A little unconventional, I know, because he deviated from the usual ghost story formula, but I was so scared that night that I eventually got in the bunk with my friend and I didn’t care what anybody said. Perhaps my imagination was a little over active from not having a television in our home. Many of the other students laughed harder than they had screamed once they got over their initial fright. Feel free to tell this one some place I’ve never been.

I remember telling ghost stories with our neighbors, Jared and Creed numerous times. Jared and Creed had a popup camper that they would take on vacation to the Great Smoky Mountains. I know they went to the Great Smoky Mountains because while they were gone I fed their Blue Tick hounds and I still have a pack of Great Smoky Mountain playing cards that Jared brought back as a thank you gesture. I’m sure Mr. McDaniel appreciated the break from his shift work for Alabama Power at the Logan Martin Dam. There was a leak in the dam and his job was to pump concrete into the hole. He’d been pumping concrete for about 30 years. Whenever they got ready to go on vacation, they would air out the popup camper in the basement and this was the perfect place to tell ghost stories. We all four piled into the camper and began the time honored swapping of improvised ghost stories. Zach told one and we all laughed, he was always to jolly of a story teller to be all that scary. Creed told one and it must have been pretty scary, because Jared moved to the back of the camper where Creed and Zach were, leaving me in the front. Now it was Jared’s turn to tell a story. I think he was still doing character development on his villain when I decided that it would be a little safer on the other side of the camper with the other three boys. As I crossed over to the other side the trailer tipped swiftly backwards and the tongue banged against the ceiling of the basement right beneath the living room where Mr. McDaniel was trying to catch up on his sleep in the recliner. Mr. McDaniel was jarred awake by the commotion in the basement and stormed downstairs. We were more afraid of Mr. McDaniel than any ghost story villain our imaginations could drum up, mainly because Mr. McDaniel was real, and at the moment, he was “real mad”. He looked at each of us in turn as we were piling out of the camper, then he said to Zach and Me, “Boys, it might be a good time for y’all to go on home.” We quickly obliged him. I hope his vacation brought his blood pressure down.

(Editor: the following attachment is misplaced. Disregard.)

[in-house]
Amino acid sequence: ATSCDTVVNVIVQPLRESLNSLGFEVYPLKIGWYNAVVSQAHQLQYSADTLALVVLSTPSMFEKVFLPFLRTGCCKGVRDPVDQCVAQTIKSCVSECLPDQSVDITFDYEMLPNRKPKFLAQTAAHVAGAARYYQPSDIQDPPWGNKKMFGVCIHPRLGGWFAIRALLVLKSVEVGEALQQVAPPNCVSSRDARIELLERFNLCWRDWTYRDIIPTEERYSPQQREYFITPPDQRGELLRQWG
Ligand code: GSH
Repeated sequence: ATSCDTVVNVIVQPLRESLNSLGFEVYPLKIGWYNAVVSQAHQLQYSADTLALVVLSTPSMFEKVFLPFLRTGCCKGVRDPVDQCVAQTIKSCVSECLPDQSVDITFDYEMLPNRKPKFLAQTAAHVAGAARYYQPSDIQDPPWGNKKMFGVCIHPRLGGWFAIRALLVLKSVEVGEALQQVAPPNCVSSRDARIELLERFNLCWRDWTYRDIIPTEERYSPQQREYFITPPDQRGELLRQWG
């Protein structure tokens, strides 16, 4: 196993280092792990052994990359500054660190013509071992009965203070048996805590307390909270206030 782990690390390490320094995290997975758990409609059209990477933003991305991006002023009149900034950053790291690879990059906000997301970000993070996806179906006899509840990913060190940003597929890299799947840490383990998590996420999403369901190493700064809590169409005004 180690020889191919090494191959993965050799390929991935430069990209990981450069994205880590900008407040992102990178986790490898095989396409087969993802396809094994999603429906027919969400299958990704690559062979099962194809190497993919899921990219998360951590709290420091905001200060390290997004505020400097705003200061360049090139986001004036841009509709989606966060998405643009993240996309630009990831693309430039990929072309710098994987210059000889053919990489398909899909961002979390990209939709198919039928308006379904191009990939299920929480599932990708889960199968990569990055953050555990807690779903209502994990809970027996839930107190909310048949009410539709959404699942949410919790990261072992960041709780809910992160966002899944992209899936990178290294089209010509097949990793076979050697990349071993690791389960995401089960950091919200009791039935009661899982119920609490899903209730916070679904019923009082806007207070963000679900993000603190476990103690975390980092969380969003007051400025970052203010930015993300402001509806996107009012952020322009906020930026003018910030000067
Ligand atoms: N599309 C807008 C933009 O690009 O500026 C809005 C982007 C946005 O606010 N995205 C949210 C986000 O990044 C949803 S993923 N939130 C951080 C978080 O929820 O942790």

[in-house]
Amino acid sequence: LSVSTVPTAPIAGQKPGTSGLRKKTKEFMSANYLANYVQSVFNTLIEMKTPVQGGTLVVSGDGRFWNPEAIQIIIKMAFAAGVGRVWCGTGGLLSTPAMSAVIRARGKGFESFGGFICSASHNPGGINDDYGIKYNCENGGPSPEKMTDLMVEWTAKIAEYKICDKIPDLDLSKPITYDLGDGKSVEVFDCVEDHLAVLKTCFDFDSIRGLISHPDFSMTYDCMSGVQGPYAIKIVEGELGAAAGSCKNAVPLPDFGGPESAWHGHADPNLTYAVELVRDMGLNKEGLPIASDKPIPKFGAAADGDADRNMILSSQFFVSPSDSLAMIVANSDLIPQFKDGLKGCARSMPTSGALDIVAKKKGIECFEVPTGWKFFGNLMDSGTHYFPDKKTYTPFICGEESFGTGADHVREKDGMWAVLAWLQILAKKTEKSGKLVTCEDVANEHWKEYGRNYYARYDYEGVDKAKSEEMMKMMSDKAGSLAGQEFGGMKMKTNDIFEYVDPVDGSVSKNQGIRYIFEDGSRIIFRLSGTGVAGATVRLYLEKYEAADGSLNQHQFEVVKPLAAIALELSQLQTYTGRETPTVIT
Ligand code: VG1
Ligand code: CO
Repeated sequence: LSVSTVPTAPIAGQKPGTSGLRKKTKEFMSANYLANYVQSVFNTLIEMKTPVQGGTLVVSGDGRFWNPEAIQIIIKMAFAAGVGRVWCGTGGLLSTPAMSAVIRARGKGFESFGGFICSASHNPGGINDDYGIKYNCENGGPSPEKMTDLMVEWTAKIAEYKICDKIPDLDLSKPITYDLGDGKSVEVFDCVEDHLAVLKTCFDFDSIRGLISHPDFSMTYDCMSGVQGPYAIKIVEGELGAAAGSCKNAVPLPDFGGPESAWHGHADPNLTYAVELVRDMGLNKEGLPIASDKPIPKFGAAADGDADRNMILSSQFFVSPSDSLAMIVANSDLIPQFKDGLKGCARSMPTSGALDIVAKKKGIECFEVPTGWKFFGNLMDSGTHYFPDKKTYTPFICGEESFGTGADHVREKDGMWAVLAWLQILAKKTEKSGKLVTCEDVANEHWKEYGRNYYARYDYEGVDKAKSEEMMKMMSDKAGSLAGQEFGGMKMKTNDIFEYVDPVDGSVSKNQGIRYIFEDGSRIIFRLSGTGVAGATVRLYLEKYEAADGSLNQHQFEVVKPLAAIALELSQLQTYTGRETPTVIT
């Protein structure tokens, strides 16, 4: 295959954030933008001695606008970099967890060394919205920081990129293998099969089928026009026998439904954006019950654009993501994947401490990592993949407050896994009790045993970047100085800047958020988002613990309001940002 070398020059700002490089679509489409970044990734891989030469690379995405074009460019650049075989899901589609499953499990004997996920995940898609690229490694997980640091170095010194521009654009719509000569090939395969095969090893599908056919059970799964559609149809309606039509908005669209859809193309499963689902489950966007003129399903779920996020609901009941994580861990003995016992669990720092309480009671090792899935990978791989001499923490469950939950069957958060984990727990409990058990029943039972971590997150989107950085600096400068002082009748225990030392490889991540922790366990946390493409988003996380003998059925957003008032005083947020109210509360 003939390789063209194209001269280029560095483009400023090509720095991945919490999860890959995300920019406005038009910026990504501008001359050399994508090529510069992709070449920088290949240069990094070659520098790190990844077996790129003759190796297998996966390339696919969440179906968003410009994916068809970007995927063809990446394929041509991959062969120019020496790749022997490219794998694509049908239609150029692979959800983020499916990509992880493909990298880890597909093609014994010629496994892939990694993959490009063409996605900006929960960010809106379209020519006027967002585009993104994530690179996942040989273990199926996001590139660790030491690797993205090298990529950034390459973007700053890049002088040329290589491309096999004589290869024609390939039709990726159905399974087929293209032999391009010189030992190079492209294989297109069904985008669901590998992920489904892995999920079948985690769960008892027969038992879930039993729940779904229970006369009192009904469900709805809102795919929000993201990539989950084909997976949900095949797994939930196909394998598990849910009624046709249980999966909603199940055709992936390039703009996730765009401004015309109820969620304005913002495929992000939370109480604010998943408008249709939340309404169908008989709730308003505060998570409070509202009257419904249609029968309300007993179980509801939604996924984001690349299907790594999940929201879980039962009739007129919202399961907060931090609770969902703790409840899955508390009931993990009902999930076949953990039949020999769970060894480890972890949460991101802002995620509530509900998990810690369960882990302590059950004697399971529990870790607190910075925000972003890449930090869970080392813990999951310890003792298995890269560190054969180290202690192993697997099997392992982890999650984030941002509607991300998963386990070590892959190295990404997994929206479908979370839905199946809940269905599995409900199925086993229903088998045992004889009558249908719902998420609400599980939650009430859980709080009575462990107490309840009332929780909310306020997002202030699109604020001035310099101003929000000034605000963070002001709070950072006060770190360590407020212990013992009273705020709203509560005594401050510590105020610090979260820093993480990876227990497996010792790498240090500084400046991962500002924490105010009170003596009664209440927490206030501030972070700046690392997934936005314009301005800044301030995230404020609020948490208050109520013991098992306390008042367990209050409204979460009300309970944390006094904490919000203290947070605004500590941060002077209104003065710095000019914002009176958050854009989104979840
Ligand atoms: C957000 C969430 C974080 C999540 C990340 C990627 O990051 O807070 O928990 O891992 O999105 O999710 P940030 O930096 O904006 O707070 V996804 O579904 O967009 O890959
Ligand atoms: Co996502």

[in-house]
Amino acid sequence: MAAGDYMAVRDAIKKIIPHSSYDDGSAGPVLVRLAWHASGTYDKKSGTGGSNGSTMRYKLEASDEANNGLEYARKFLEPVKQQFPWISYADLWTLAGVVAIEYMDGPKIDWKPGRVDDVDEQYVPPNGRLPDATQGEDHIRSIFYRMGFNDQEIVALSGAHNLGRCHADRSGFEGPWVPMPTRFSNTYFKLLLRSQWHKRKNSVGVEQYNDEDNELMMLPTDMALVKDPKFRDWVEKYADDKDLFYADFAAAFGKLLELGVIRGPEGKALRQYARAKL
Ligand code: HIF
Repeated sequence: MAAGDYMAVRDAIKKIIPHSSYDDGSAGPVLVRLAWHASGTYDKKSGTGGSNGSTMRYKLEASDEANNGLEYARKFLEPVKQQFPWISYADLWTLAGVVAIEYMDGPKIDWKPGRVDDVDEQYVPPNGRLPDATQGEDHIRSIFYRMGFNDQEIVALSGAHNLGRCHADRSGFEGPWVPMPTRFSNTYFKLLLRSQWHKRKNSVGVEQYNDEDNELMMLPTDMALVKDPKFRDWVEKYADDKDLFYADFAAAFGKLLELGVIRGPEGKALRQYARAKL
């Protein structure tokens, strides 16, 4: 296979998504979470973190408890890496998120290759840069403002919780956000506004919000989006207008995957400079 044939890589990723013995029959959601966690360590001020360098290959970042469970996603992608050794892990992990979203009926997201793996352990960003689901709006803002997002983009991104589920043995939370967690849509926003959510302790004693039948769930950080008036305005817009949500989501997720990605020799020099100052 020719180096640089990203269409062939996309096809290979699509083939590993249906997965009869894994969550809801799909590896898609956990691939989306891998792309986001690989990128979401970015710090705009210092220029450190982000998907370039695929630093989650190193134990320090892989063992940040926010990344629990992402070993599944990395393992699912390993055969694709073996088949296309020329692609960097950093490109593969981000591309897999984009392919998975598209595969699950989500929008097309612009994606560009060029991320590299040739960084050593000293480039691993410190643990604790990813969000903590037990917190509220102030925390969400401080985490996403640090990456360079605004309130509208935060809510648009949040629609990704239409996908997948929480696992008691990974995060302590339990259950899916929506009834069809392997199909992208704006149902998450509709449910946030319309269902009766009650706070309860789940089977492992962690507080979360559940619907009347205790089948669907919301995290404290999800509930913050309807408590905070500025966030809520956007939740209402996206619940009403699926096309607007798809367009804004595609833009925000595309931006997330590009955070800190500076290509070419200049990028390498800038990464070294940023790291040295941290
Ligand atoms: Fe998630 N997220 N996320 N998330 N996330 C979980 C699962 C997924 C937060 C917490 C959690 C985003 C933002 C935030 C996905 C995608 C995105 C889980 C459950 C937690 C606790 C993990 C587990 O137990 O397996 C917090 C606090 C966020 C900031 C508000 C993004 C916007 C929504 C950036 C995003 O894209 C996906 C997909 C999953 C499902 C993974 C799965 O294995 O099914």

In the rural community that I grew up in legends were still very much alive. These legends spawned grown up ghost stories that were terrifying to children. What’s even scarier than that is that many adults still whole heartedly believed that they were true. One example that comes to mind was the legend of The White Thang. I’m sure I should spell it “Thing”, but that isn’t how I heard it spoken. The White Thang was a fantastic white creature that lived on the mountain and terrorized the community. Sort of. No one ever fully saw the White Thang, they just described it as a flash of white. What people were able to describe in detail was the ear splitting noise that the creature made. Some said is sounded like a woman screaming, or a panther. It was taken so seriously by the community that I remember it making the newspaper at least three times in my life. There isn’t much to tell, maybe that’s why it was so widely believed and what makes it so scary, the fear of the unknown. All of the stories about the White Thang were pretty similar. Someone was on the mountain hunting and they heard a scream like a woman and saw a flash of white, or someone was fetching wood late at night and heard a wild screech and saw a flash of white. It may have been an albino panther or mountain lion. There was never enough moon light for anyone to get a good glimpse of the creature. More likely there was too much moonshine. Whatever it was, many people of Sterrett, Alabama swore up and down that it was real and they had heard it and seen it, or at least a credible relative you had seen it. The White Thang might be more believable than some people’s credible relatives.

I haven’t told or heard a good ghost story since the last time I went camping as a teenager. I think I finally realized that I don’t like being frightened. These days I shy away from ghost stories in general because real life is scary enough.